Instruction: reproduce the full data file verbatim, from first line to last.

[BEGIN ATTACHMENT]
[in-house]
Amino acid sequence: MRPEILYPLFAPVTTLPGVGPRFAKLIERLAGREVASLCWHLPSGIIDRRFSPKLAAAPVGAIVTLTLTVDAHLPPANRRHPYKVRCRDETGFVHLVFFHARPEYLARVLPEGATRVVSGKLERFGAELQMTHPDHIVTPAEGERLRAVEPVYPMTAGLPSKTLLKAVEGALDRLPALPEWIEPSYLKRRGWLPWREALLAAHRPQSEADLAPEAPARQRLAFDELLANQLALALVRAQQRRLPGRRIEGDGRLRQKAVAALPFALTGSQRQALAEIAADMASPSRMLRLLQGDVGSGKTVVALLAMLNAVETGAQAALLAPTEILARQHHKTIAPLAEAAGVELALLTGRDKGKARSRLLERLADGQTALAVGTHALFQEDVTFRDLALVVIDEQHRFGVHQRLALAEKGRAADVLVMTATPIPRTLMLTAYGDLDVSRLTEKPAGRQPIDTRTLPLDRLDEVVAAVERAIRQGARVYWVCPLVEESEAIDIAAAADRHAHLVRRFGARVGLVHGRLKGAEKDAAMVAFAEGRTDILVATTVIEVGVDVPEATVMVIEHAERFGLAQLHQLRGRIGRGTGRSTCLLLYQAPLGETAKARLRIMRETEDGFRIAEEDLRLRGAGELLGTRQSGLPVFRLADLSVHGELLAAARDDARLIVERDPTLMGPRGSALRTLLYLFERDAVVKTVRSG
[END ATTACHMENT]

[in-house]
Amino acid sequence: MRPEILYPLFAPVTTLPGVGPRFAKLIERLAGREVASLCWHLPSGIIDRRFSPKLAAAPVGAIVTLTLTVDAHLPPANRRHPYKVRCRDETGFVHLVFFHARPEYLARVLPEGATRVVSGKLERFGAELQMTHPDHIVTPAEGERLRAVEPVYPMTAGLPSKTLLKAVEGALDRLPALPEWIEPSYLKRRGWLPWREALLAAHRPQSEADLAPEAPARQRLAFDELLANQLALALVRAQQRRLPGRRIEGDGRLRQKAVAALPFALTGSQRQALAEIAADMASPSRMLRLLQGDVGSGKTVVALLAMLNAVETGAQAALLAPTEILARQHHKTIAPLAEAAGVELALLTGRDKGKARSRLLERLADGQTALAVGTHALFQEDVTFRDLALVVIDEQHRFGVHQRLALAEKGRAADVLVMTATPIPRTLMLTAYGDLDVSRLTEKPAGRQPIDTRTLPLDRLDEVVAAVERAIRQGARVYWVCPLVEESEAIDIAAAADRHAHLVRRFGARVGLVHGRLKGAEKDAAMVAFAEGRTDILVATTVIEVGVDVPEATVMVIEHAERFGLAQLHQLRGRIGRGTGRSTCLLLYQAPLGETAKARLRIMRETEDGFRIAEEDLRLRGAGELLGTRQSGLPVFRLADLSVHGELLAAARDDARLIVERDPTLMGPRGSALRTLLYLFERDAVVKTVRSG